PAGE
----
By Julius N. Uma
February 5, 2012 (JUBA) — 16-year old Nyayan Giet lies helpless on a
metallic bed in a maternity ward at Walgak Primary Health Care Center
(PHCC) as she quietly stares at at roof with no ceiling. Her husband
and a relative closely monitor her condition.
- Mothers and children waking up under mosquito nets at MSF health facility, South Sudan. (photo MSF)
“She is suffering from malaria. She was brought a few days back after
giving birth to her baby,” Rebecca Nyabuom, a community midwife at the
center tells Valerie Amos, the United Nations Emergency Relief
Walgak, a village located in South Sudan’s Jonglei state county of
Akobo has approximately 6,000 people, according to the 2008 population
and housing census.
The area, which currently has some 50 UN peacekeepers and about 100
organized forces came under attack between December 28 and January 10
displacing thousands of the population.
Rebecca Nyabuom, a midwife speaking to Valerie Amos, the UN
Humanitarian Coordinator at Walgak Primary Healthcare Center (Photo by
David Ruei Guem, a community health worker at the healthcare center
says Malaria, Malnutrition and Diarrhea are the worst reported cases
among children at the facility, established the International Medical
Corps (IMC) in 2003.
“Surprisingly, we have very few cases of children suffering from
measles recorded at the center,” says the 29-year old health official.
In recent months, Walgak PHCC has become a hub where heath workers
grapple with thousands of the populations displaced in what many have
termed as the worst ethnic violence in South Sudan’s post-session era.
Amos, the UN Humanitarian Coordinator who led a team that visited
Walgak and later Pibor on Thursday, described the humanitarian
situation in both areas as “extremely” serious, adding that UN was
overstretched in its efforts to respond to the emergency needs of over
88,000 displaced in Pibor alone.
“The humanitarian situation is extremely serious,” said Amos, adding
that, “[And] currently the UN is extremely stretched to manage the
overwhelming situation in the region.”
She however pledged to continue lobbying for more support to address
the plight of those affected by the wave of ethnic violence, which the
UN estimates to have displaced more than 120,000 people in Jonglei
Last month, South Sudan government declared Jonglei a disaster zone
after violence, which started last year in April, June and later
August between the Murle and Luo Nuer communities escalated in
December and continued mid-way through January this year.
An inter-agency humanitarian assessment carried in the conflict
affected areas identified food, water, heath and sanitation as the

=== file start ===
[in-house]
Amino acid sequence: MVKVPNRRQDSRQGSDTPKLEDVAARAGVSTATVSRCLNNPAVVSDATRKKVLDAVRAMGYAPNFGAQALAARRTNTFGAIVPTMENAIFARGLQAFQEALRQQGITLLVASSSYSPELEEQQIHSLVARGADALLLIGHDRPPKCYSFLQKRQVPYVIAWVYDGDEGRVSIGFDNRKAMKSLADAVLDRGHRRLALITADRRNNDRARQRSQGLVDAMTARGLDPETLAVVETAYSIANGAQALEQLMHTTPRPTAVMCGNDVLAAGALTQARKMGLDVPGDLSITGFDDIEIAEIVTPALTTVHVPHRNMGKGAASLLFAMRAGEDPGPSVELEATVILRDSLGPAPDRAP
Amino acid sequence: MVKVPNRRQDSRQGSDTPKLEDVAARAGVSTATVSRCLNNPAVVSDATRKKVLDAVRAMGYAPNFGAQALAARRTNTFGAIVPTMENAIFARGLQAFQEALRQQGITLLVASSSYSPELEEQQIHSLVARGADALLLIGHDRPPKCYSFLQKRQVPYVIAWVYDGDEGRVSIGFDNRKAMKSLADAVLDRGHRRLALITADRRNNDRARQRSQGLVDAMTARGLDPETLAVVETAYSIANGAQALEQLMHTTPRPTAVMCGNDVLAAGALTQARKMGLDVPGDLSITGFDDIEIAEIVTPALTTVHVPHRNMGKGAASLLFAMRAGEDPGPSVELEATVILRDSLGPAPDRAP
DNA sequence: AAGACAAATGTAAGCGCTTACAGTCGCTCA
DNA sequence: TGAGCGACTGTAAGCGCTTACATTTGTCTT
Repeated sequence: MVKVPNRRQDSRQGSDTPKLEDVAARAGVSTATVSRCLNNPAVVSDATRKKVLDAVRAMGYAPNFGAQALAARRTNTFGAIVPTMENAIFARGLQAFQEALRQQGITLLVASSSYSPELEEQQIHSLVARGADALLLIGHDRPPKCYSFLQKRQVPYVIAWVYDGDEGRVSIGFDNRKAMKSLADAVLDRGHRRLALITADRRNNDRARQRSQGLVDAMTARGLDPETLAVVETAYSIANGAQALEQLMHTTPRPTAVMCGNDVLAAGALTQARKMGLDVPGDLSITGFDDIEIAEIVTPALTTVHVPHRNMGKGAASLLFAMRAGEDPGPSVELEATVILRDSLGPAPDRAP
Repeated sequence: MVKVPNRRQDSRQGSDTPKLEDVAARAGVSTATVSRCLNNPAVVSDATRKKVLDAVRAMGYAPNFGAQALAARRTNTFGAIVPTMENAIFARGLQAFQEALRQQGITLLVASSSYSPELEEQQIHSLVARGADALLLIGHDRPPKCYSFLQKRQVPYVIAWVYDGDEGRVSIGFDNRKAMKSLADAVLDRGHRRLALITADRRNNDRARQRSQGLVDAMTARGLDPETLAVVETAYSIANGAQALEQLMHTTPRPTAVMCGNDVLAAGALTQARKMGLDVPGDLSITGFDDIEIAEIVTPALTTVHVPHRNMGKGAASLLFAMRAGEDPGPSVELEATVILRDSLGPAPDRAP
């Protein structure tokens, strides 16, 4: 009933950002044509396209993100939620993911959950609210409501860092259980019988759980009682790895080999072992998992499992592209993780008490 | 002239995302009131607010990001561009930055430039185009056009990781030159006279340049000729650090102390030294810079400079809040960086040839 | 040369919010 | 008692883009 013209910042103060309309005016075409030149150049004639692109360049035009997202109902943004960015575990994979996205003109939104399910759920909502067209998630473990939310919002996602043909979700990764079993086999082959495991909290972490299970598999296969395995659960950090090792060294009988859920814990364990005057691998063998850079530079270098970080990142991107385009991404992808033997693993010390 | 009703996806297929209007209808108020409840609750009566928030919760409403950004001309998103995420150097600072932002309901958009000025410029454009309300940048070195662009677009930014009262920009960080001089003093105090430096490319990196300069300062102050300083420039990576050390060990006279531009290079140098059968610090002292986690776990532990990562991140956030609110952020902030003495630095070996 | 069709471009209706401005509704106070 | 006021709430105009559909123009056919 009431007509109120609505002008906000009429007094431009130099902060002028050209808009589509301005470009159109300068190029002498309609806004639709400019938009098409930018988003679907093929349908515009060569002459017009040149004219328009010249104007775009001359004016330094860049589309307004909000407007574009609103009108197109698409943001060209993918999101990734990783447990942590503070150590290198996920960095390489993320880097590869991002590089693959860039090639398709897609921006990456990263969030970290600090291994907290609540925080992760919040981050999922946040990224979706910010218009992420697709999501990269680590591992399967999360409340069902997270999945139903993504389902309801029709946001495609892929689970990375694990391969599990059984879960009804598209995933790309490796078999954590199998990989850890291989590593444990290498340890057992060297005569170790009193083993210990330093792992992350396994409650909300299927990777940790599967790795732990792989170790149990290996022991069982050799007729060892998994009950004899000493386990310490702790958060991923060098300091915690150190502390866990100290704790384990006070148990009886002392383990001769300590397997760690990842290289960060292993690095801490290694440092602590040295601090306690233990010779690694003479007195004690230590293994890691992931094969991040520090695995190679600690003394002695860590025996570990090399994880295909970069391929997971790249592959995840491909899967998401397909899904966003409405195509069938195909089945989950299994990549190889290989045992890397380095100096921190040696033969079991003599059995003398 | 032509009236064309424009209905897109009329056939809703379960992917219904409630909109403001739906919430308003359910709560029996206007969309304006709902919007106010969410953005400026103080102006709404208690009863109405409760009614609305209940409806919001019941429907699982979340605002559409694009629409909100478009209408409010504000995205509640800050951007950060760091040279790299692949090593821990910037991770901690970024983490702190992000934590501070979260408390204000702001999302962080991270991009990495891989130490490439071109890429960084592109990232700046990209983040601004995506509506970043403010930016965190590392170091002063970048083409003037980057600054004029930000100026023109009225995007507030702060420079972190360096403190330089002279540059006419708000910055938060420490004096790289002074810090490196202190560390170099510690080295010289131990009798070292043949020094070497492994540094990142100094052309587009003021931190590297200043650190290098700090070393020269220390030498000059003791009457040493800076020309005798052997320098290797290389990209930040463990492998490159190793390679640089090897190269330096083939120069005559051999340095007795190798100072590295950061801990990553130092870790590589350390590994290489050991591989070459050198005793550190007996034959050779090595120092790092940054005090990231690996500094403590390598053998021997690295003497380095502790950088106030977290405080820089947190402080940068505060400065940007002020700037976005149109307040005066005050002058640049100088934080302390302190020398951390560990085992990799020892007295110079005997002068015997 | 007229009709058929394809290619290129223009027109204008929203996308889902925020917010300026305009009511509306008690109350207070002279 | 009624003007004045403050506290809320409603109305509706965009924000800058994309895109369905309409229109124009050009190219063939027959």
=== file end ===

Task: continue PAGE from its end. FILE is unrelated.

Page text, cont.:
most urgent needs of the conflict- affected population.
The UN, Amos said, has already earmarked $760 million as humanitarian
aid for South Sudan alone. Most of the funds, she added, will be
directed towards food provision, health care, water, sanitation and
Although poor infrastructures were cited as major setbacks to
effective responses from aid agencies, the UN Humanitarian Coordinator
lauded the operational coordination hub established in Pibor to
respond to conflict affected areas in and around the town.
Currently, a total of 17 humanitarian organizations are providing
live-saving assistance to the population in Pibor, compare to only
eight reportedly in operation in the region prior to the latest
outbreak of violence.
WORSE MALNUTRITION CASES
Loud cries also welcomed the UN Emergency Relief Coordinator as she
visited Pibor Boys Primary School. The school facility, which was
established in 1956, has temporarily been transformed into an
emergency health center for handling malnutrition cases.
MEDAIR health workers (in blue) attend to children affected by
Malnutrition in Pibor Boys Primary School in Pibor County, Jonglei
state (Photo by Julius Uma).
A team of workers from the medical charity organization, MEDAIR are
busy taking measurements of children to determine the exact heights of
visibly malnourished children, after which details are filled on a
manila paper to determine their nutritional requirements.
“As you can see,” an official narrates, “These [manila] papers are of
three different colors. A child whose details appear on a green one is
considered to be fine, while those carrying yellow and red papers
usually have moderate and severe malnutrition respectively.
Everyday, at least more than 200 malnutrition cases are registered at
the temporary health unit, according to the daily nutrition screening
Since January this year, statistics from Medicines San Frontiers (MSF)
indicate, the number of children with malnutrition cases is eight
times that of the previous year, while that of Malaria has more than
An estimated 9,000 children, according to UN Children Fund (UNICEF),
are currently out of schools in and around Pibor country. However, the
organization says it’s working closely with country education offices
to ensure these children, who abandoned school after the violent
clashes in the area, return to school. Pibor has 29 primary and only
one secondary schools.
Joshua Konyi, the Pibor county commissioner told the vising UN
assessment team that albeit calm had been restored in the area, more
organized forces need to be deployed in the region to avert future